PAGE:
IFRC


Blog - The village that’s “Stronger than Winston”.

Published: 18 August 2016 10:23 CET

By Itu Josaia, Fiji Red Cross Society

I recently led a Fiji Red Cross team to Koro Island which was severely affected when Cyclone Winston came through Fiji six months ago. I was with four volunteers from the Suva branch and three trucks loaded with emergency relief items, clothes, shoes and school supplies. On the 10-hour ferry trip on the way over we were like tourists. But by the time we returned a week later, we felt like locals, and our outlook on life had been permanently changed.

As soon as I got off the boat evidence of Winston’s destruction was clear to see. Compared to Rakiraki in the west of Fiji where I had been  based for two months after Winston made landfall, walking into the villages on Koro was like day one of the disaster.    

In my six years of Red Cross work I’ve experienced nothing like it. Every house on the island was damaged, and doing the assessments myself – going into the villages and talking to the people - really brought home what they had all been through. Six months later, some of them still can’t talk about the cyclone and accompanying storm surge. Eighty per cent of them are still living in tents or makeshift homes.

Despite all this, their spirits are very high. We were treated like kings; the hospitality, the smiling faces, were all still there. We used a damaged house as a warehouse and slept there amongst our supplies. The local families wanted to share what they had with us and took turns to feed us even though we came in with our own food rations for the week, dividing the village into three groups to provide us with three meals a day. There are limited options for nutritious meals following the cyclone and villagers are living on food from the forest and the sea that is not usually part of their diet such as wild pumpkin, immature dalo, wild yams and cassava leaves.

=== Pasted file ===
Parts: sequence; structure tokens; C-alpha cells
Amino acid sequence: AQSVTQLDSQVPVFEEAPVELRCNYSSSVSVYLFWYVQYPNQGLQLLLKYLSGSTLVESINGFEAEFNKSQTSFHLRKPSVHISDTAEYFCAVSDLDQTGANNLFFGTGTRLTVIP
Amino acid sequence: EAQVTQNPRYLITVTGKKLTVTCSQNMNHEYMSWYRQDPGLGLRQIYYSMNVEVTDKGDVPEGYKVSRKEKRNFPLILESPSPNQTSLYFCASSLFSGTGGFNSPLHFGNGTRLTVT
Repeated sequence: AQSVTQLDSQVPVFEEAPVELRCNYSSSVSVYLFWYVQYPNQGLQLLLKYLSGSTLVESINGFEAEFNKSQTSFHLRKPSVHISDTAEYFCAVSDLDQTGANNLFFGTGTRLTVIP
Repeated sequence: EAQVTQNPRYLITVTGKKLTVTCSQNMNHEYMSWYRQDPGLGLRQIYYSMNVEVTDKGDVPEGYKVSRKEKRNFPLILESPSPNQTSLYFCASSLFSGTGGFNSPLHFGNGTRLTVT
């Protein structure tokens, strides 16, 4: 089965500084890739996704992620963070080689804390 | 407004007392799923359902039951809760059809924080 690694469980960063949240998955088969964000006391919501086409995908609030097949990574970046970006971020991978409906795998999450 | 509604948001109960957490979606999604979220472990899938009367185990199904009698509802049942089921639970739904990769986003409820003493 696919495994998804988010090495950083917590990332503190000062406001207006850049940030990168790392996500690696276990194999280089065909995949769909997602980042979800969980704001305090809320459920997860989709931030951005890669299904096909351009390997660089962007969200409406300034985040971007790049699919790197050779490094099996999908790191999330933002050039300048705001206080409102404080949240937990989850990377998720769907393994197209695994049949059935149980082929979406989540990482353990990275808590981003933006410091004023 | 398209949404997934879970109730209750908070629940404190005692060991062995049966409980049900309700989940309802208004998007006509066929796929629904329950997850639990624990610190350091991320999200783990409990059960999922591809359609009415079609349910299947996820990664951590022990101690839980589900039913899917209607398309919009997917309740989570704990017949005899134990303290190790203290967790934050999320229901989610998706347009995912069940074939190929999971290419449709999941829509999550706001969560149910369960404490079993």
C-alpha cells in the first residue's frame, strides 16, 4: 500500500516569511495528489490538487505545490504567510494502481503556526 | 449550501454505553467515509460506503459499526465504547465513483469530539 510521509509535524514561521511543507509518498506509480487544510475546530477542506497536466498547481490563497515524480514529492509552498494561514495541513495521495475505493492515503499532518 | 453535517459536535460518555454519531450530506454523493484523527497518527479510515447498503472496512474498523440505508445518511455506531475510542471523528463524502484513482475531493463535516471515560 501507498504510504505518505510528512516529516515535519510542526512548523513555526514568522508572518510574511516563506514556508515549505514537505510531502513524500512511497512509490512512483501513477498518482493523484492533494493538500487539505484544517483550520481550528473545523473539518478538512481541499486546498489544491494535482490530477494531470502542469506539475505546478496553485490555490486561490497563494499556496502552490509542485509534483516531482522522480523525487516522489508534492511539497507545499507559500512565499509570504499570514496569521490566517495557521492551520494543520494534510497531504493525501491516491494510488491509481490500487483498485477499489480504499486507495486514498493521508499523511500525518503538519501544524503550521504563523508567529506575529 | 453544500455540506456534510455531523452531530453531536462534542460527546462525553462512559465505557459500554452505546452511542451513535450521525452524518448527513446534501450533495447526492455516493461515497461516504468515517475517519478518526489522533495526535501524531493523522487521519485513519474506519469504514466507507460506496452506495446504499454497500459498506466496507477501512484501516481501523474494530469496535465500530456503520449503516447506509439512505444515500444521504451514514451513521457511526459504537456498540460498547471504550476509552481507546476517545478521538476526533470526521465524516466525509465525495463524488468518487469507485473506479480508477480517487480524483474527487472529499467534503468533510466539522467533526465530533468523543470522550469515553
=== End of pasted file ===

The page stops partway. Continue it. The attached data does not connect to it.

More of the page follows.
The Fiji Red Cross team concentrated on seven villages and eight schools. We targeted the areas that had experienced the double blow of damage from the cyclone and also storm surge from the sea. We managed to reach more than 2,000 people with emergency aid such as tarpaulins, mosquito nets and coils, jerry cans, dignity kits, soap, toothpaste, and shelter toolkits. To the schools we also took books, tables and chairs.

They were just so grateful, all they could say was, “thank you for thinking of Koro”. 

In the worst-hit village of Nasau four people died during Winston. When the villagers saw the tidal wave coming they crawled like crabs up an almost vertical cliff face to get away. I talked to one woman with an amputated leg and she told me she could have sworn she still had both legs, she climbed that cliff so fast.

It was in Nasau village that I saw the true meaning of resilience. For the last two months the men of the village, the oldest 71 years old, have been cutting timber from the mighty Kauvula tree, with the aim of rebuilding 100 houses in their village. Using nothing but their bare hands (and in some cases bare feet) they have been milling these huge trees with a portable saw mill, an incredibly heavy machine that they carry hundreds of metres between logging spots.

I jumped in to help them carry the saw mill and then to pull huge logs to the machine, using just ropes and our bare hands. These men do this all day, every day, but after just four hours my back was aching and my muscles screaming. It was like working in the early days of logging.

Sitting down to have a break, I almost broke down thinking of all I had witnessed in that four hours, and the extreme efforts the villagers went to in order to be able to rebuild their village. They have already almost filled their community hall with timber.

When the men got back from the forest at the end of the day they came to bid farewell to the Red Cross team. I took time to shake the hand of every one of them, and thank them for the hospitality and effort they had shown throughout the day. The hard work didn’t even show on their faces; it was as if they had just come back from a normal farming day.

I felt so touched, as we were leaving Nasau, when the villagers lined both sides of the road to say goodbye, waving and shouting out, “Vinaka na vei qaravi” (thank you for thinking of us and assisting). It was hard to hold the tears back. If you talk about “Stronger than Winston” this village is one example of it and I was so glad and honoured to walk the walk and talk the talk with them and  physically have a taste of what it felt like to be in their position.

God bless the people of Nasau village. I pray that the rest of their building materials will arrive soon so they can rebuild and live normal lives again.




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